Naval History and Heritage Command

Naval History and Heritage Command

Vice Admiral William S. Sims, Commander, United States Naval Forces Operating in European Waters, to Rear Admiral Albert P. Niblack, Commander, Patrol Forces Based on Gibraltar

July 2nd.1918.

My dear Niblack,

     Your letter of June 21st. has just been received.1 Your description of Roper2 coincides with my idea of that gentleman, a combination of “enthusiasm, unworkable ideas, and mis-information.” I am glad indeed that he has gone home and I hope that he will stay there.

     I understand exactly what your difficulty is in having officers submit written reports after each trip recommending that the whole organization’s methods of attacks, be entirely altered. You can counteract all this most successfully if you will organize regular conferences and require the officer who proposes new things to make good before the conference. This is the best killer of the erratic mind of man that I know.

          I have had extensive experience in this line in command of the flotilla. You may imagine that there were many schemes put forward by enthusiastic, ambitious and more or less impractical men. I always told them I would not recommend their schemes until they could first make good before the conference; that it would be no use taking up their time to explain it to me but that I would put it in the Conference envelope and invite them to explain it before the next conference. The usual result was that in the discussion the Conference would turn it down and very often convince the inventor that his idea was not practicable.

     The point of this whole business is that if a thing is turned down by the fellow at the head of the organization, he doesn’t have to do this very often before he gets the reputation of being unprogressive, “old fogey”, and so forth, but no man can reasonably complain if his idea is turned down in a fair conference with his fellows. I recommend you to put this in operation.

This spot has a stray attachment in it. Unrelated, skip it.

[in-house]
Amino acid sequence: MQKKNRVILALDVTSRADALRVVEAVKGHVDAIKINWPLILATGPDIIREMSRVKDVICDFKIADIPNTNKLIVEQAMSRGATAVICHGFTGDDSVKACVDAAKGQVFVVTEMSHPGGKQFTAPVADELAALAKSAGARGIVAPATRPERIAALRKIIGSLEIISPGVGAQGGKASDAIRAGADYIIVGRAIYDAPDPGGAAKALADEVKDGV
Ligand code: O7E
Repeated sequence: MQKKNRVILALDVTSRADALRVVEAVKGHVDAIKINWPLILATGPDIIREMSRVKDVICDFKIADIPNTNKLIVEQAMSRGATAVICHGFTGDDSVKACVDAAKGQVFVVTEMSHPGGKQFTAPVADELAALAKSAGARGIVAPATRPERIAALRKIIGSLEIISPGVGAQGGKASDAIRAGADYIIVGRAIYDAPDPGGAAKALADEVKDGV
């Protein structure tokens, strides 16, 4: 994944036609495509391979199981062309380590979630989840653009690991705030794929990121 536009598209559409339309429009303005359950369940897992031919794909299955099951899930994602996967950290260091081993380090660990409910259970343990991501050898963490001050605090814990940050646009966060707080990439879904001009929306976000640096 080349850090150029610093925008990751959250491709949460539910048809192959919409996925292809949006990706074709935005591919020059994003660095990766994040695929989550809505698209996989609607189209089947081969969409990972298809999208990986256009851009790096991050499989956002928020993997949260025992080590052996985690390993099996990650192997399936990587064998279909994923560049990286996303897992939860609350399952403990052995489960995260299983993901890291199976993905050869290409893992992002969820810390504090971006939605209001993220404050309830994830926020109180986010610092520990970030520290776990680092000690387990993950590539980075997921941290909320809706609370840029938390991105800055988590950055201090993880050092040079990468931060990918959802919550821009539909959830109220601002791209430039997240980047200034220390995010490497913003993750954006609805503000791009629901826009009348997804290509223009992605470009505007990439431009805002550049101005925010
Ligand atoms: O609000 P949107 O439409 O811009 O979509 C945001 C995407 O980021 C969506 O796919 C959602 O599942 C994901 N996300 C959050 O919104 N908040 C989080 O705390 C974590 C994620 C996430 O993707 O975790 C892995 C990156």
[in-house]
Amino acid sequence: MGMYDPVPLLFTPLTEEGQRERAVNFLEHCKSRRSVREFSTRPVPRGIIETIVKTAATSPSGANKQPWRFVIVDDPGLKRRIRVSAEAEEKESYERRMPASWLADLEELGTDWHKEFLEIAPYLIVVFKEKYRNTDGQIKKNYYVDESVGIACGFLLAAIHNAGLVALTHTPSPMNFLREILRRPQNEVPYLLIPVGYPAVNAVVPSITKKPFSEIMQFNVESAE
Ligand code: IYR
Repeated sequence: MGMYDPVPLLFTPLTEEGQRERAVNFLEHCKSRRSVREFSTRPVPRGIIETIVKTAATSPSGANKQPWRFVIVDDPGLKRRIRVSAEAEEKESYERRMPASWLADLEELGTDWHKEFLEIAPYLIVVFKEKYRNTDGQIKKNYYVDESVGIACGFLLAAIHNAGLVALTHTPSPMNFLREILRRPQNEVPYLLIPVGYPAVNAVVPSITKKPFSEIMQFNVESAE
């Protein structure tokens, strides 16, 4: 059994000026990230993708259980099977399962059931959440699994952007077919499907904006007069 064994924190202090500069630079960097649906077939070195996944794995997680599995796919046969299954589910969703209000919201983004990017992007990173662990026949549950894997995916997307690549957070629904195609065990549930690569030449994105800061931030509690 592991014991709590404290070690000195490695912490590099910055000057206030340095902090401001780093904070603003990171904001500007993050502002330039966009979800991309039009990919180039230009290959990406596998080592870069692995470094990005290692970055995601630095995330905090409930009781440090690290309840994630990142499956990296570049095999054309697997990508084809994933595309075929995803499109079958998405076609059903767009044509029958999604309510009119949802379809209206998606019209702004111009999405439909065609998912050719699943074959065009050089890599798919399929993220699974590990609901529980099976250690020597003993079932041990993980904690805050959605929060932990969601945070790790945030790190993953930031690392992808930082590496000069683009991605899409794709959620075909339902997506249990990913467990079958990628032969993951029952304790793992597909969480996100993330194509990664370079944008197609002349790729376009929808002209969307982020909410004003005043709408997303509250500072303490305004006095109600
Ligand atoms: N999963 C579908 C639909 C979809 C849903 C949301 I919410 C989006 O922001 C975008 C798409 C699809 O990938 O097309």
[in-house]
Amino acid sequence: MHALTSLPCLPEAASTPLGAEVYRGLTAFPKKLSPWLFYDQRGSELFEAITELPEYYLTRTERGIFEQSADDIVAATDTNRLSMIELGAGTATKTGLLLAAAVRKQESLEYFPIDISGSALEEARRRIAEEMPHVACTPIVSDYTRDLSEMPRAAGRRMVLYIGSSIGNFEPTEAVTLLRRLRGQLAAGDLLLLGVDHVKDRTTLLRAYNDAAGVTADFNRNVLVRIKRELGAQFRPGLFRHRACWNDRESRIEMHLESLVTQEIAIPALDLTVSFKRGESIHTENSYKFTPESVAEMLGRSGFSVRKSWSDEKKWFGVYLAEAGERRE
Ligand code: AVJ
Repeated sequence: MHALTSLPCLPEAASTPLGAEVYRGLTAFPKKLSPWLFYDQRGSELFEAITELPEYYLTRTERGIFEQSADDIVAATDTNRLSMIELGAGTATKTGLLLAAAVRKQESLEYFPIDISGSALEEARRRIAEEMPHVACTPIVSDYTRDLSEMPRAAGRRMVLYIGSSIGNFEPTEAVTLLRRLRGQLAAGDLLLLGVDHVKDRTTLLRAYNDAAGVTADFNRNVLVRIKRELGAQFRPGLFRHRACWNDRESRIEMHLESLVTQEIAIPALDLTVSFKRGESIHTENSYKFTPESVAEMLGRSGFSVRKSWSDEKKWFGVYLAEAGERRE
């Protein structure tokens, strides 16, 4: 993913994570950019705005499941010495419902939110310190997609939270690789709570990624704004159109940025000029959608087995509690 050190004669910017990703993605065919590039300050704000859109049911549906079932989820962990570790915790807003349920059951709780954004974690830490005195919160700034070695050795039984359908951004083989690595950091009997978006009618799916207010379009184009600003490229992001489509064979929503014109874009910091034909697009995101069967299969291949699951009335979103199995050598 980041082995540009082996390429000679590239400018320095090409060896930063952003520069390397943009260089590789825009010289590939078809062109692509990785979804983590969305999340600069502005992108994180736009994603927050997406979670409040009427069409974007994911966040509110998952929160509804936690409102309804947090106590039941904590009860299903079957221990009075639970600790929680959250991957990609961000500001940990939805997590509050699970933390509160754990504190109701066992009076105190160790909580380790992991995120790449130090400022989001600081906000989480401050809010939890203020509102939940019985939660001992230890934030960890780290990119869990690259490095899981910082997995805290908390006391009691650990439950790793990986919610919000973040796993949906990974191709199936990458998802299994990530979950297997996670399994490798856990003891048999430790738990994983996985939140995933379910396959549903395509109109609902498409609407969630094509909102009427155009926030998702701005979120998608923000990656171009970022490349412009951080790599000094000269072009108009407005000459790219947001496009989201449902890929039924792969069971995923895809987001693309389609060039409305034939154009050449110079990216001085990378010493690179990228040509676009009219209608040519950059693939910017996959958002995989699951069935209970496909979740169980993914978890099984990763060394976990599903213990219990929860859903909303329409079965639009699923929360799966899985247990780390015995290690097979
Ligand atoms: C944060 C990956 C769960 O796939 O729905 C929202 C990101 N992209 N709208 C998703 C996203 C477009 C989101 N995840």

We will do what we can to buck up your force both in the way of repairs and in additional vessels. I realise just as well as you do just how hard you are up against it, and I want you to realise how hard we are up against it. You can imagine that the Navy Department is placing upon me the responsibility of absolutely ensuring the safe arrival of our troops. This really means that if anything happens it will be taken out of my hide. I had three destroyers all ready to send down into the Mediterranean, when the Department’s telegrams about the convoys arrived and I therefore put it up to them as to whether they should be sent, and did not gain their consent. I have however, notified them that I am going to increase the force at Gibraltar by newvessels that are coming out. The GREGORY is now on her way to join you and she will be followed by others.3

     As for newspapermen, you must regard this as one of the incidents of the war. We could not carry on the war if we disregarded the newspapers. Moreover, they would know nothing about us in America. These men come to me endorsed strongly by the Secretary of the Navy, or Mr.Creel, and in one case with a personal letter of introduction from the President himself.|4| If you think you have any hardship on this score at Gibraltar, you had better come and look into things up here. There have been no less than six pass through this office within the last ten days and the stream does not let up.

Very sincerely yours,

Source Note: LT, DLC-MSS, William Sims Papers, Container 76. Addressed below close: “Rear Admiral A.P.Niblack, U.S.Navy./U.S.Patrol Squadron./Gibraltar.”

Footnote 2: Lt. Cmdr. Walter G. Roper, formerly commanding officer of the armed yacht Cythera. For more on Niblack’s assessment of Roper, see: Ibid.

Footnote 3: Dyer was the only other ship added to Niblack’s force.

Footnote 4: Secretary of the Navy Josephus Daniels; George Creel, Director of the Committee on Public Information, the U.S. government’s wartime propaganda arm; and President Woodrow Wilson.

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